Acting Chief Labour Officer, Victor Felix, is advising prospective home owners to seek the advice of the Barbados Light and Power Company Limited (BL&P) before starting building construction.
He offered this advice in light of calls received to the BL&P about the close proximity of power lines to the proposed construction sites during a seminar entitled: Promoting Safety around Electricity, and the launch of a public relations campaign to sensitise the public in the Main Conference Room 2nd Floor, Warrens Office Complex, recently.
The PR campaign is a joint effort between the Labour Department, the Barbados Light and Power Company Ltd., the Barbados Government Information Service and the National Advisory Committee on Occupational Safety and Health (NACOSH).
Mr. Felix lamented that too often, “things were done in the reverse with reference to the start of construction and called for collaboration between entities involved in this type of work and the utility companies.
“The Light and Power may also be contacted if the construction activity is hindered because BL&P equipment such as poles or stabilising wires may be preventing guard walls from being example. The utility company will then be asked to address a situation which should have been highlighted before construction started. Persons should carry out an assessment of the property and to make early contact with Barbados Light and Power or any utility company before the initiation of construction works,” he pointed out.
The Chief Labour Officer further stated that under the Safety and Health at Work Act (SHaW) Act, persons at work have a right to be protected from adverse effects of electricity. He further stated that an assessment of risks should be conducted to ensure that the potential exposure to electricity is eliminated completely or reduced to an acceptable minimum.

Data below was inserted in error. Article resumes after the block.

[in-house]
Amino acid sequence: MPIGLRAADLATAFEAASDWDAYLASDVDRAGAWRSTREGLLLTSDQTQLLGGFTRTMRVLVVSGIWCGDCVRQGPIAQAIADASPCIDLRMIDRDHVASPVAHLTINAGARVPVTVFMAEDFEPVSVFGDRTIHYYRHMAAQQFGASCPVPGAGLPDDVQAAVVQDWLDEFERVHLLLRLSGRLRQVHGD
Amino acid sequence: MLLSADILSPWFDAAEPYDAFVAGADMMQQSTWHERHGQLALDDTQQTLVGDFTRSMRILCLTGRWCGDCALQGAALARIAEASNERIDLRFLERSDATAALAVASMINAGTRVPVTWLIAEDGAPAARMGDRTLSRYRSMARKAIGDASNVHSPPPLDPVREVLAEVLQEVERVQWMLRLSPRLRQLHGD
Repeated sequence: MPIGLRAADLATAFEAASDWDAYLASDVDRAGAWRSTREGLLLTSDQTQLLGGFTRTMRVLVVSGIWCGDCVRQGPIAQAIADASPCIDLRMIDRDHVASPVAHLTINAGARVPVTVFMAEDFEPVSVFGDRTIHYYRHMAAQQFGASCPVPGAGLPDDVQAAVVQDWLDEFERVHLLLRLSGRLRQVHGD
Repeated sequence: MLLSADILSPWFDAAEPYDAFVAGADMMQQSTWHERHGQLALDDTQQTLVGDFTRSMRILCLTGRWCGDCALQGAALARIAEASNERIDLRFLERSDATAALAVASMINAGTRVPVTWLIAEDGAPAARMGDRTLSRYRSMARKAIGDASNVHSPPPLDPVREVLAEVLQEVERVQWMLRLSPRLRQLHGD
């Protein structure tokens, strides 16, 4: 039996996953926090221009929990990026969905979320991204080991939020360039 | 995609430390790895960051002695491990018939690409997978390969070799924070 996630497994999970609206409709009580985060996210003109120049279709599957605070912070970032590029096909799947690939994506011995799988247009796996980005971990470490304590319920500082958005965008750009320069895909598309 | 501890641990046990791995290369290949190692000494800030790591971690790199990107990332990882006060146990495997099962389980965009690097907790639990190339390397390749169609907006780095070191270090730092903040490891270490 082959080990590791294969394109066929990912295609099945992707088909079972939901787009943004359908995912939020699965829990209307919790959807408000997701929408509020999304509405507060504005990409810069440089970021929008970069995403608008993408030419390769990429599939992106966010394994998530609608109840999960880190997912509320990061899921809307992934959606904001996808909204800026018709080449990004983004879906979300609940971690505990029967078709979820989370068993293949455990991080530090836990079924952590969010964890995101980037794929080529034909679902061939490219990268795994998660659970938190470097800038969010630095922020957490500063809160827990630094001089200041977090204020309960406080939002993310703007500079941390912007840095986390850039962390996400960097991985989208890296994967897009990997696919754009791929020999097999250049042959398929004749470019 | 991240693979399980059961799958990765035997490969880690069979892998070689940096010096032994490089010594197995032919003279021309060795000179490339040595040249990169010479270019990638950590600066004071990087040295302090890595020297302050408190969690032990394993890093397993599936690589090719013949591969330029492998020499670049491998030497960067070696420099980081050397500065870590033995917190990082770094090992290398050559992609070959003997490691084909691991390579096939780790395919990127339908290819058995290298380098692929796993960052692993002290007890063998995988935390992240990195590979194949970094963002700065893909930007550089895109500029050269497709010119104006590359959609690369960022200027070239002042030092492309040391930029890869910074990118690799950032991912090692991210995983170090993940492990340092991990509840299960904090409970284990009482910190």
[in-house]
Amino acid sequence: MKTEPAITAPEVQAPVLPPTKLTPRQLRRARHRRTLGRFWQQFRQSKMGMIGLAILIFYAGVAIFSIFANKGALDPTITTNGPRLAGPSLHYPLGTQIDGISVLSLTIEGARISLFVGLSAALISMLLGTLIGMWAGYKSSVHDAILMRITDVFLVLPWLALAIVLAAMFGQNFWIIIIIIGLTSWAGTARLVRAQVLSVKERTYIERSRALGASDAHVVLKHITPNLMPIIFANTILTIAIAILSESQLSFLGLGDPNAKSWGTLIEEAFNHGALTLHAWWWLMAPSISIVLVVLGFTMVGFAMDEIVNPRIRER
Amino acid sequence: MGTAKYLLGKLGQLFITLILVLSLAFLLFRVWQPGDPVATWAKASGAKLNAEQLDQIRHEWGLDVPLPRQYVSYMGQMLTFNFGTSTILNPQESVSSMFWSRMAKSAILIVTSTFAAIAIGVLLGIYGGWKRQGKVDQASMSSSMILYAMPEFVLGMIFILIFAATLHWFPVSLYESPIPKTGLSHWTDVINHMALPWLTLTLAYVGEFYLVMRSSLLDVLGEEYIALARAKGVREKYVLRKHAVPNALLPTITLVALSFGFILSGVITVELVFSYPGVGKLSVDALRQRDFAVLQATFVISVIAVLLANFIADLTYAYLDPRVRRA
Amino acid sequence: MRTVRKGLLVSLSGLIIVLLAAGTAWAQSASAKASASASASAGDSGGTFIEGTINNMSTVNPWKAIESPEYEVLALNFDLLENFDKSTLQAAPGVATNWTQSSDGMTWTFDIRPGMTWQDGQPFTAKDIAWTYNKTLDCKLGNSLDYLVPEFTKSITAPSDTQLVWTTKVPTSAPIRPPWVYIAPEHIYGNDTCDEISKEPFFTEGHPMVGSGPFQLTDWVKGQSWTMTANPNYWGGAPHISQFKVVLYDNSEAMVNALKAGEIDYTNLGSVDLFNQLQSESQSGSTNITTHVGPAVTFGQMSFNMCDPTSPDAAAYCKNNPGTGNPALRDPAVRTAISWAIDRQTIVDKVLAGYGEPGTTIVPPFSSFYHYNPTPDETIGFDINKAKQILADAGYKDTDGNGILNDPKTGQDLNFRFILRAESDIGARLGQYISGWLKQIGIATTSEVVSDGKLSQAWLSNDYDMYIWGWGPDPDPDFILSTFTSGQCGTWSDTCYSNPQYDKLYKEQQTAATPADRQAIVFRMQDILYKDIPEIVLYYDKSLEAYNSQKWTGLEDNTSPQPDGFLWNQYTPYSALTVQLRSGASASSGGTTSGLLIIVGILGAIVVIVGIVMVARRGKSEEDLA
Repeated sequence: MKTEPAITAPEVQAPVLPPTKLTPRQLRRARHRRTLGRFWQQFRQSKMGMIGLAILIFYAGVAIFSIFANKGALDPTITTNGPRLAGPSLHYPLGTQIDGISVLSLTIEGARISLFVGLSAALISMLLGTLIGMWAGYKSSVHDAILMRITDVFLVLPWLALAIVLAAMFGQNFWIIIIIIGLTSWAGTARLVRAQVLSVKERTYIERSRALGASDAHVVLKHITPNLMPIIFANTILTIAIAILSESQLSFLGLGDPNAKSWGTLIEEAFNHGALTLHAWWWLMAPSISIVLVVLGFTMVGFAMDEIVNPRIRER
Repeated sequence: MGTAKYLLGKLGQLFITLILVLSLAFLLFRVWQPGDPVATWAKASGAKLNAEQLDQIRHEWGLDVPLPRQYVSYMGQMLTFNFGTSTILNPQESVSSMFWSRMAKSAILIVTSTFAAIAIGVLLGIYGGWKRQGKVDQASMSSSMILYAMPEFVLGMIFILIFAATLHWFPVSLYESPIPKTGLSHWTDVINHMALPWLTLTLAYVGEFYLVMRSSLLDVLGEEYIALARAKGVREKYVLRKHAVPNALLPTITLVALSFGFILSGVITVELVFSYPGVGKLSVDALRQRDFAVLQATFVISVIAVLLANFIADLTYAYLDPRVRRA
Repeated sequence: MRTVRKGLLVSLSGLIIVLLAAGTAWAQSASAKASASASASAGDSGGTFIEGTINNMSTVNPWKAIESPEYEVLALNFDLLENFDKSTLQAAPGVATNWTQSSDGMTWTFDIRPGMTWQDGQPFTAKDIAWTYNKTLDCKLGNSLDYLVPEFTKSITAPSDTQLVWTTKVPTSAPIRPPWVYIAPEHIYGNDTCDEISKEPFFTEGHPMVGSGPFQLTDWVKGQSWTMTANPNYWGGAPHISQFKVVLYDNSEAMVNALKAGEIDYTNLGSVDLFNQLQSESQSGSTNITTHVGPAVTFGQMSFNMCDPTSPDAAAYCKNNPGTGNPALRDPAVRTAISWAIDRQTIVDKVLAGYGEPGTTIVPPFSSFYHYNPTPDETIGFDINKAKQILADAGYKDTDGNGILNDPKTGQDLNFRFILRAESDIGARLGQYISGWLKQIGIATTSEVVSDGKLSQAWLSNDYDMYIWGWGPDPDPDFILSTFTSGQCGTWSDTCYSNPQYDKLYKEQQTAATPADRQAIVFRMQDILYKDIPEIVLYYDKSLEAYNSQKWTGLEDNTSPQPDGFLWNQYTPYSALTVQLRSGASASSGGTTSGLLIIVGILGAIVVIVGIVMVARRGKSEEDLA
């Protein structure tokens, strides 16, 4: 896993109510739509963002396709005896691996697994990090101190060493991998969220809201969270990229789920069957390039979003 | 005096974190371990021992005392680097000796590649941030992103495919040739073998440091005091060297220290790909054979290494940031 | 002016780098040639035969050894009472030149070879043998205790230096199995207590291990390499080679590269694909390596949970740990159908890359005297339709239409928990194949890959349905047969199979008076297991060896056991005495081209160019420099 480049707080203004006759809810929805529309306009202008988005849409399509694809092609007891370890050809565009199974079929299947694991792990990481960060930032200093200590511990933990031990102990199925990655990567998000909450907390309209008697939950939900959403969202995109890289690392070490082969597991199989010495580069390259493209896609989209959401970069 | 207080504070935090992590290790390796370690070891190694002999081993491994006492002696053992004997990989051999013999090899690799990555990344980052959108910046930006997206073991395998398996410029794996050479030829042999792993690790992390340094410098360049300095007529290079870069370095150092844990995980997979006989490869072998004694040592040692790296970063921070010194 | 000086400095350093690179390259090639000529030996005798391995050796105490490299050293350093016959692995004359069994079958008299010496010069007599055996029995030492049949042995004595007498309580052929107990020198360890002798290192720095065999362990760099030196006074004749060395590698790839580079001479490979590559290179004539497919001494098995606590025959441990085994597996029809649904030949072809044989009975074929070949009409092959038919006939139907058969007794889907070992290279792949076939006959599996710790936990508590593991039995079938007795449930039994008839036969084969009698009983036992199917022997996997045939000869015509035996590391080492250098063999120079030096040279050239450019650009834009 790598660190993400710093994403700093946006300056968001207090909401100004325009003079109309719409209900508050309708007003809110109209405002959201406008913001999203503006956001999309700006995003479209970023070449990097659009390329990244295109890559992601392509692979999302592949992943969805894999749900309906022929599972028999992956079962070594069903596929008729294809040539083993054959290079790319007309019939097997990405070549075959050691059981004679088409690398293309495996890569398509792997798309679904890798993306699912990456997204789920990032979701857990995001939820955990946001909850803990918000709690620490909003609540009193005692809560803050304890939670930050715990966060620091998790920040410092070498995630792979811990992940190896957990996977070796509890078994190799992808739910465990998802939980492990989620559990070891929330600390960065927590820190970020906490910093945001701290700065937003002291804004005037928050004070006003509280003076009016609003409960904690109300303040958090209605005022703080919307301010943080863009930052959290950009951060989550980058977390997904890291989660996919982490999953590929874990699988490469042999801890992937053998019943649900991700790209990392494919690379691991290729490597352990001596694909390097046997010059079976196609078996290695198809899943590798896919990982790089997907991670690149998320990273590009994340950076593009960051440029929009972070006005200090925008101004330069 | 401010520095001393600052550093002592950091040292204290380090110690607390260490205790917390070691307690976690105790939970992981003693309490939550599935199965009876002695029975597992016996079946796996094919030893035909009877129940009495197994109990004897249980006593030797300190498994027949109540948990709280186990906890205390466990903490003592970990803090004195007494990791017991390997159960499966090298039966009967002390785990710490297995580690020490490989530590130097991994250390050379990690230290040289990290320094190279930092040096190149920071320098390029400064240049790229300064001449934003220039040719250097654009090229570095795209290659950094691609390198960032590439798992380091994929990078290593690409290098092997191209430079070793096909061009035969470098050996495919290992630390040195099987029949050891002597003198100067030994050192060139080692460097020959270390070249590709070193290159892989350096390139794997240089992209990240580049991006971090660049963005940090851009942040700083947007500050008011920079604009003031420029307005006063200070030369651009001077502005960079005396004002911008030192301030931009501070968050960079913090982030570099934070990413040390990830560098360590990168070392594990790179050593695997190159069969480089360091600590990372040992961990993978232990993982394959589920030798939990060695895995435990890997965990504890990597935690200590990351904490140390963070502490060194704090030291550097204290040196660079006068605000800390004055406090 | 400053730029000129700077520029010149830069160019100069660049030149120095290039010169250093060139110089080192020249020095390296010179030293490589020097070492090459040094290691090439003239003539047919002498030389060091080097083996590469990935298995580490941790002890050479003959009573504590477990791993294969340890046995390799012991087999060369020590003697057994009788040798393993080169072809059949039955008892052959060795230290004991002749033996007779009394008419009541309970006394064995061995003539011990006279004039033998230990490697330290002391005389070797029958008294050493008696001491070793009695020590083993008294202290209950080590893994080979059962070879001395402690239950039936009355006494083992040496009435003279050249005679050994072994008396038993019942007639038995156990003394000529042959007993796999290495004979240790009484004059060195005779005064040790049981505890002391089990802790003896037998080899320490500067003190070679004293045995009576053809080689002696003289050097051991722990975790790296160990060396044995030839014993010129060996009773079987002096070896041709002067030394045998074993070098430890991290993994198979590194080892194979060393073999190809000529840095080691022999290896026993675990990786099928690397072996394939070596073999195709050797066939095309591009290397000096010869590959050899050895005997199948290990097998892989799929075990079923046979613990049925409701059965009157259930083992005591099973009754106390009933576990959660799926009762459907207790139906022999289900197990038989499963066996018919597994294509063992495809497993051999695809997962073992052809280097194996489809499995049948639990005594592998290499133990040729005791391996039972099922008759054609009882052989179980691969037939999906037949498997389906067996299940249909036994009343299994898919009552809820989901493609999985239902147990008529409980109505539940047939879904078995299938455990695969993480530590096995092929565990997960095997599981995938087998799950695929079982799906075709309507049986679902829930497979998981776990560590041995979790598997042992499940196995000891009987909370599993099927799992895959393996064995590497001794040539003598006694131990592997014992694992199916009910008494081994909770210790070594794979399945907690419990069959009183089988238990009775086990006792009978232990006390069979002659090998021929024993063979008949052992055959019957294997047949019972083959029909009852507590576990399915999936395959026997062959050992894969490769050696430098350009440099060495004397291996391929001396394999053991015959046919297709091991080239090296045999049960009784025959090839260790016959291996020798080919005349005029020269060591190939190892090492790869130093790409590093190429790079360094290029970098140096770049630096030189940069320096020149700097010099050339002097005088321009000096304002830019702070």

“Employers are reminded that it is their responsibility to ensure the safety and health of employees and the public, if they are at risk from work activities. In examining the number of persons injured in the construction industry, it is very interesting to note that in many cases the number of persons injured in the construction industry, sometimes outnumber those who are tasked with working directly with power lines.”
Mr. Felix continued: I find that quite interesting. For me, it speaks to the ability to recognise hazards. It also says that with the necessary training in hazard recognition and operational technics as required by the SHaW Act, persons would be able to assess risk and minimize contact events.”
Meanwhile, Pete Collette, who is the Barbados Manufacturers’ Association representative on the National Advisory Committee on Occupational Safety and Health, (NACOSH), highlighted a safety statistic which stated that 80 per cent of accidents are caused by the person involved.
“…It means that we are our own worst enemies. If we take the time to learn and apply the learning, then obviously that statistic can change downward and the odds then start to shift in our favour. It also means that the people at the Safety and Health Department don’t have to work as hard as they are presently because there would be less safety incidents at work,” he noted.